Although Hawaii prides itself on the generous, "Aloha spirit," you will feel even more welcomed when you adopt a few simple principals. Wise travelers learn about local customs before they go and a little Mahalo magic can go a long way. The last thing you want to do is scream you are a tourist. To avoid tourist traps and car break-ins, keep these key things in mind.
There is Such a Thing as Beach Etiquette Always malama ka ʻaina or in other words, take care of the land. Both the land and beaches in Hawaii are considered sacred and protected. Visitors should respect Mother Nature and the ancient Hawaiian wonders. What does this mean?
When Hawaiians see tourists trying to touch turtles, swim with wild dolphins, step on coral, or douse themselves with toxic sunscreen right before dipping into the water, it shows disrespect and a lack of care.
Beach etiquette comes back to respect. It also means you should give yourself space. You are not in the city or on the subway anymore, enjoy your space and plop down with enough room to experience the vast wonder of nature surrounding you! Beach etiquette comes back to respect. It also means you should give
yourself space. You are not in the city or on the subway anymore, enjoy your
space and plop down with enough room to experience the vast wonder of nature
Ditch the Digital Devices
Stop taking so many photos! Yes, we know it is amazing, and the Instagram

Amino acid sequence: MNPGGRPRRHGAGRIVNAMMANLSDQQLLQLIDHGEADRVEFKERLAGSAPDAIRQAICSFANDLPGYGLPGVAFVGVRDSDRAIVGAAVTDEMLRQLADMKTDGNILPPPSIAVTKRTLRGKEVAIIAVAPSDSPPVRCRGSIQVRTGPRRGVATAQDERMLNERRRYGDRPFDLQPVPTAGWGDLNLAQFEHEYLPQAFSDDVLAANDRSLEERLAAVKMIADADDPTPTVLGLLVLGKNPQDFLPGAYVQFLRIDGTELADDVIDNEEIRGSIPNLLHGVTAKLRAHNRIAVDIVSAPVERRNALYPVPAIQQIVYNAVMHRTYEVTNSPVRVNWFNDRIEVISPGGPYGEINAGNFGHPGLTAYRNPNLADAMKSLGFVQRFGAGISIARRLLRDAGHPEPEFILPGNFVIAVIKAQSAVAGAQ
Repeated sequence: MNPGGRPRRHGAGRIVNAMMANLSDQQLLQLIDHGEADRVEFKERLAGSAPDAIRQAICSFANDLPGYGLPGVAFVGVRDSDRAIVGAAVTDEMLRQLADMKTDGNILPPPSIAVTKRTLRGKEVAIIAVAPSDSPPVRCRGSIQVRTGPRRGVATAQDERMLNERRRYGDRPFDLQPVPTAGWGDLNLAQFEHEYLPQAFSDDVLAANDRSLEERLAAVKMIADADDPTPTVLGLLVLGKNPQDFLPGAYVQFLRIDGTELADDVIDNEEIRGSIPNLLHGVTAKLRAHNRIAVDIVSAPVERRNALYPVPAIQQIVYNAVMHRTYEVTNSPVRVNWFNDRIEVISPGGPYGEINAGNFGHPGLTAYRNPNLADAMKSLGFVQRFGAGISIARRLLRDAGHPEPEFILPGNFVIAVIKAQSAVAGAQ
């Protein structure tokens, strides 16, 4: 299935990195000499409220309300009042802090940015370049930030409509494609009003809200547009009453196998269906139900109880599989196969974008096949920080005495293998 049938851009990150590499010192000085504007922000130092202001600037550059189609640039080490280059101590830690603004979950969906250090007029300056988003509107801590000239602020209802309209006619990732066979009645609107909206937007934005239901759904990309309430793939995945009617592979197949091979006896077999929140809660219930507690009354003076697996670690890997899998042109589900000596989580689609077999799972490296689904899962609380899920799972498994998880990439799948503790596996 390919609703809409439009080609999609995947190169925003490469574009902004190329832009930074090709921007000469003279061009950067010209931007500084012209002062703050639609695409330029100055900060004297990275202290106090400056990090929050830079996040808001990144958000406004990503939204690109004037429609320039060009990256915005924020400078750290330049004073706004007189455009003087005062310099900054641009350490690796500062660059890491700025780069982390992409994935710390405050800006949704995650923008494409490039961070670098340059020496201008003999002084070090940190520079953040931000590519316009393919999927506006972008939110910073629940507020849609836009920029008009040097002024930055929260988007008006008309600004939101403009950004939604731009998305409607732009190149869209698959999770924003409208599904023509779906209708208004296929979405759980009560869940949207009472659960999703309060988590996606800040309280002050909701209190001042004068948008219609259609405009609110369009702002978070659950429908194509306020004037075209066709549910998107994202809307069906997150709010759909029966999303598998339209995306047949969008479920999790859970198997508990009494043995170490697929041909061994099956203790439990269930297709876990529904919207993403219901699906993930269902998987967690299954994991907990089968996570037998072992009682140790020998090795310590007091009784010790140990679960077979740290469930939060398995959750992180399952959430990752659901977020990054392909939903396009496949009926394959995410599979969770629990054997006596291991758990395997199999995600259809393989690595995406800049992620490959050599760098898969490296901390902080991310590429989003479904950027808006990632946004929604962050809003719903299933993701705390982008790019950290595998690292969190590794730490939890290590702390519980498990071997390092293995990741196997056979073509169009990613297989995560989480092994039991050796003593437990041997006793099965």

filter takes your photos to WOW!, but you are missing the moment by looking
through your tiny screen. No need to pump your feed with more "right
now" photos of pristine paradise; instead be in the moment and fully enjoy
it. You can take some key shots but update your social feed when you return to
your hotel or condo. The point is while you are out in nature play with the
Get Rid of Your Tan Lines
Have you ever noticed that people who live in Hawaii don't have tan lines? They
live under the sun and their golden-kissed skin is a wonder. To get this
effortless glow wear sun block and switch out your cover ups, or yes, find a
nude beach and let it all hang out.
Don't Lock Your Car Doors
Locals respect one another, and there is a quiet confidence that permeates the
Islands. Cars that are locked scream tourist. It sends the signal that you have
something to hide, and this heightens many locals sense of curiosity. Do your
vacation and yourself a favor -- don't leave valuables in your car and don't
lock the doors.
Smile at Strangers
Cars passing by, people on the street or beach, or the neighbor walking out of
their condo, always say "Aloha." Smiling is a form of acceptance and
a welcome invitation, honoring the other person. Make eye contact and always
say "Aloha," it is considered rude if you don't.
There is no need to rush to get anywhere because, as Hawaiians know, the best
time and place to be is right here and right now. When you honk your car horn,
get impatient in the coconut stand line, or flip out because the buff surfer is
taking too long to cross the road, you are missing the magic of the moment.
Island time means chill-lax time. Ask yourself why you are in such a rush.
Aren't you on vacation anyway?
In Hawaii, less is more. This relates to everything from drama, negative
attitudes, the gear you bring to the beach, and to the clothes you wear. It is
okay to live in T-shirts and shorts. The less makeup you put on the better and
did you forget to brush your hair today? You'll fit in perfectly. Embrace the
laid back culture, here less really is more.
Take Your Shoes Off Indoors
Here in Hawaii it's customary to take your shoes off before entering the home.
It's a tradition that came to the islands with the Japanese immigrants, and it
caught on fast. It is considered very rude to leave your shoes on, so just wear
"slippahs" or opt to go barefoot.